What types of clients does Hello Divorce attract, and what is their motive for seeking the service (e.g, lower cost, more convenient, other factors?) It’s still early on but we seem to be attracting a lot of creatives (designers, hairdressers, marketing folks etc), executives who travel a lot or have limited time, stay at home parents and a range of millennials. So really, the whole gamut – even teachers, doctors/nurses, admins and other lawyers! More men have been our early adopters but our female clients are often especially complementary and grateful for our wellness support and empowering tone – we are currently building out a more robust wellness platform with Allie Stark. You’re absolutely correct – people are looking for a lower cost, more convenient option. They also want something that looks pretty and feels good. Anything to help offset the range of emotions that come with divorce – even if there’s a full agreement on the family reorg.

We are not cheap – but definitely a lot less expensive than the average lawyer and comparably priced  to many non-lawyer options. We’ve leveraged tech to cut out a lot of the expenses and will continue to improve on that and slash prices – to the extent I can afford the development costs. After all, I’ve still got two (very little) kiddos at home.

We are also attracting people who want legal help but are afraid true “lawyering up” will off put their spouse and lead to more conflict. Some of our users tell their spouse they are working with us and invite them to check out the site – to see that our goal is not to screw over any spouse and that we believe divorce should not be a zero sum game. They say that’s been helpful.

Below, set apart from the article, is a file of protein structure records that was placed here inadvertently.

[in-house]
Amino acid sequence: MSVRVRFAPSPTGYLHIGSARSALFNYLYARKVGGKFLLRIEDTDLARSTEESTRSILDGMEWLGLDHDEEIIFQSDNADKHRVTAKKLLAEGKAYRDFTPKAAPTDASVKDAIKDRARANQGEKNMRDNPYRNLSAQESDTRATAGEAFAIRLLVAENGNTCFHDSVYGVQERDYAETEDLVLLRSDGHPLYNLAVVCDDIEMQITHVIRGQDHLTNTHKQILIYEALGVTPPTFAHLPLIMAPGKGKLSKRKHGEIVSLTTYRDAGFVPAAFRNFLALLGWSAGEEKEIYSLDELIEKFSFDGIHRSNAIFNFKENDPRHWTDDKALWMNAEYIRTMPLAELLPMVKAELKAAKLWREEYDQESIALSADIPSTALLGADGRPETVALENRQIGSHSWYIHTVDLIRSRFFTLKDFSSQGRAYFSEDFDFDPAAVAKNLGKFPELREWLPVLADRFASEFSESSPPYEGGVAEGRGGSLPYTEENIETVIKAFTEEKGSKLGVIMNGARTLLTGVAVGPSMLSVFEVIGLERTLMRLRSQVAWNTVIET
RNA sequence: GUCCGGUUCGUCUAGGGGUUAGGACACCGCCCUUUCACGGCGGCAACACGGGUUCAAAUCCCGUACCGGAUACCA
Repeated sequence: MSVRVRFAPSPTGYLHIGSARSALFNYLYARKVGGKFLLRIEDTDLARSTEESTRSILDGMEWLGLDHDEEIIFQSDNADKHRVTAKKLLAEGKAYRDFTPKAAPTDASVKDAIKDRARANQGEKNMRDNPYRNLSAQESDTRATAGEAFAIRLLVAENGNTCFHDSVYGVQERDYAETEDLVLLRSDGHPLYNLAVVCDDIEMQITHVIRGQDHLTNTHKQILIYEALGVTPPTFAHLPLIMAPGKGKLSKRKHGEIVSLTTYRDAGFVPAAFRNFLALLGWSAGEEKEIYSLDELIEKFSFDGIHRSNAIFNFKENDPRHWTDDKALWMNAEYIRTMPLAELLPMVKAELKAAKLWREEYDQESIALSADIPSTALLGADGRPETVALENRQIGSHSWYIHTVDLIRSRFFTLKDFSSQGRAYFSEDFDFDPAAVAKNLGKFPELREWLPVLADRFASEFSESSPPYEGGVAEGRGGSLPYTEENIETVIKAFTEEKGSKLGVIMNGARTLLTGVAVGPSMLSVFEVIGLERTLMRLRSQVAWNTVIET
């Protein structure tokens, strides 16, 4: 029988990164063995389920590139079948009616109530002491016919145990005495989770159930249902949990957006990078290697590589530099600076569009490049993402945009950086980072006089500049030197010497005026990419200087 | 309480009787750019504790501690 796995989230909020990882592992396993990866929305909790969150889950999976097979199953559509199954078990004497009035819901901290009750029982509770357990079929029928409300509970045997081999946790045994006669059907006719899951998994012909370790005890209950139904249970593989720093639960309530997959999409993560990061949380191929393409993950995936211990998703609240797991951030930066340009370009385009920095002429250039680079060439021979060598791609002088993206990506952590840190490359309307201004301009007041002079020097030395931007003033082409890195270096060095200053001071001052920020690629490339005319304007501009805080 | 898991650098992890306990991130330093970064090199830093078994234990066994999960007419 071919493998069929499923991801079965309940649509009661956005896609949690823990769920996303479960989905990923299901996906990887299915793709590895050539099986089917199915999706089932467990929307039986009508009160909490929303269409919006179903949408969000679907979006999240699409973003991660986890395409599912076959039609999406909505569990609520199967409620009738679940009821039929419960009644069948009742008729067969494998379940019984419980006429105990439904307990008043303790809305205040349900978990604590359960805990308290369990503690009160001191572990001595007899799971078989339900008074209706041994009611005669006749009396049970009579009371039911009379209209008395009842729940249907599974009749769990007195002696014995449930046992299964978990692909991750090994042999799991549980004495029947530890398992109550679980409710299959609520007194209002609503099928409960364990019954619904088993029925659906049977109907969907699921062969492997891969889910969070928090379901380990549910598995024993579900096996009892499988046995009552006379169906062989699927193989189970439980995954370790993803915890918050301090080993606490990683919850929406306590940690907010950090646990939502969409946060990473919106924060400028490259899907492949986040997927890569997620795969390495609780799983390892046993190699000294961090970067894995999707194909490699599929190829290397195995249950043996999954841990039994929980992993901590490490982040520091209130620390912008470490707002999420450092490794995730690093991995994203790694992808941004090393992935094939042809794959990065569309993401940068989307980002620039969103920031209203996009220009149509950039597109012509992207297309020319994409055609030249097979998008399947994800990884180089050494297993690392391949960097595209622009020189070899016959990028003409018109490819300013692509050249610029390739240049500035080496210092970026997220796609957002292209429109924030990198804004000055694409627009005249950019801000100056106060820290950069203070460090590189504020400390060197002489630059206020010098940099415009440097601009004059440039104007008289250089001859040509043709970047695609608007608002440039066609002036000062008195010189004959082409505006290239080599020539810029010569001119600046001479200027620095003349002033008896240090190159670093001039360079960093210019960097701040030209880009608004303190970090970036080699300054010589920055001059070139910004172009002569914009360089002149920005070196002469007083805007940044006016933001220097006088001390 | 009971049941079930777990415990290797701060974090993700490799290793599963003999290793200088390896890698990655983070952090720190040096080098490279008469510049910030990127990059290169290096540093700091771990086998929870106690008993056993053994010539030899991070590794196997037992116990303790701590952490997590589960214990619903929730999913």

What kind of reaction have you gotten from other family law attorneys in California and nationwide?

My community at TBD Law (now Lab Pro) through Lawyerist have been phenomenal and so encouraging. I’ve also joined the century and have started a twitter account which has helped to expand my community of like minded lawyers. Many local lawyers think I’m nuts. Or that it’s just not sustainable. Or that I’m giving away too much information. Mediators don’t really know about me yet (although I’m working to change that). I think we’d be a great resource for them since we offer mediation consulting and our $99/mo option provides unlimited help on forms. I’m kind of in that weird space where it’s hard to get the attention of legaltech experts (so thank you!) because I’m not solving big problems for lawyers or VC funded and it’s hard to get support from lawyers because they feel I’m taking business from them. The truth is, there will always be a need for lawyers. It’s just people are getting fed up with lawyers being the keeper of ALL the information. People (who can afford) lawyers will always pay for the stuff they expect lawyers to do – problem solve and advocate/ litigate.